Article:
- 1 small knob (1-2 inches) fresh turmeric (curcuma)
- 4-5 cloves of garlic (less if you have garlic aversion, more if you like the burn)
- ½-1 cup extra virgin olive oil
- 1 medium head broccoli, stems included
- 4-5 leaves kale
- ½ cup toasted pine nuts
- ½ cup nutritional yeast flakes
- Juice ½ lemon or 1 tbsp balsamic vinegar
- Good pinch of sea salt
- Wash the broccoli and kale. Steam broccoli in a saucepan for about 7 minutes. Meanwhile, remove the fibrous stems from the kale leaves, and lightly toast pine nuts in a frying pan on low heat for a couple minutes.
- Meanwhile, roughly peel the ginger and turmeric (it doesn't have to be perfect).
- Throw everything in the food processor using an S-shaped blade, and mix until smooth. If you add just ½ cup of olive oil, it will have a fairly thick, yet creamy consistency. Add more olive oil depending on how thinned out you want it.
- Store in airtight jar in the refrigerator for up to a week. If you don't plan on using it all at once, portion it out in ice cube trays or a couple small jars and freeze for a rainy day.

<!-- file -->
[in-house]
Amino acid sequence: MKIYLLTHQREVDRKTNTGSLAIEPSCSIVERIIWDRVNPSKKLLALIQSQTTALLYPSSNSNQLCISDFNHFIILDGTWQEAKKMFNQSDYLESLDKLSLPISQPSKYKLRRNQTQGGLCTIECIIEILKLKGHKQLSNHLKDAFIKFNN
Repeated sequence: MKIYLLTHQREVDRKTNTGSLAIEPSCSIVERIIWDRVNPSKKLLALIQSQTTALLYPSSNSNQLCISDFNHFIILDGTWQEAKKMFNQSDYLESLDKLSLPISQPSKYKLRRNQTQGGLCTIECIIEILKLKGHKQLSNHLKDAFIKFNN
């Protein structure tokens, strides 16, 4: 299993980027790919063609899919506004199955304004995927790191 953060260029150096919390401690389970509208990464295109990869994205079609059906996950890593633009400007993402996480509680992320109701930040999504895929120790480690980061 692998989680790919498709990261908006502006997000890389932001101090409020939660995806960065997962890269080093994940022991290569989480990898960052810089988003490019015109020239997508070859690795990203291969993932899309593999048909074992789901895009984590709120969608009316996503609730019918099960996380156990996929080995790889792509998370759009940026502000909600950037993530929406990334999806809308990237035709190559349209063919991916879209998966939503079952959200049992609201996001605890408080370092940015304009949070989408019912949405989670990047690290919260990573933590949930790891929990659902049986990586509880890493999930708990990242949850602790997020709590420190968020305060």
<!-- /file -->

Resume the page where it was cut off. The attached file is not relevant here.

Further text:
Quick note on food processors: I was using a really weak old food processor for years until it kicked the bucket over a year ago. I then resorted to using my little Bosch hand mixer for making pestos, smoothies, and other sauces. I purchased a Magimix only a month ago, which is heavenly because it saves me a lot of time and effort, but don’t be discouraged if you don’t have high end gear. The most basic hand mixer should work if you have a long, plastic container to do it in. You will just need more time and patience, and to do smaller batches at once. Where there is a will to make pesto, there is a way!
A final word of advice on consumption: I put a lot of garlic in this for the Vitamin C factor. It is pretty strong. Feel free to add less if garlic intimidates you or burns your mouth/stomach easily. I also would advise eating a modest amount at dinner because the residual garlic taste and all those vitamins might jerk you awake in the middle of the night and make you want to do a 10K run -at least this was the case for me. The first time I ate this was for dinner, and I was feeling rather run down. I ate quite a lot of it, and woke up at one in the morning
ready DESPERATE to run a marathon. So try to exercise some self restraint if you like sleeping through the night- it is seriously intense.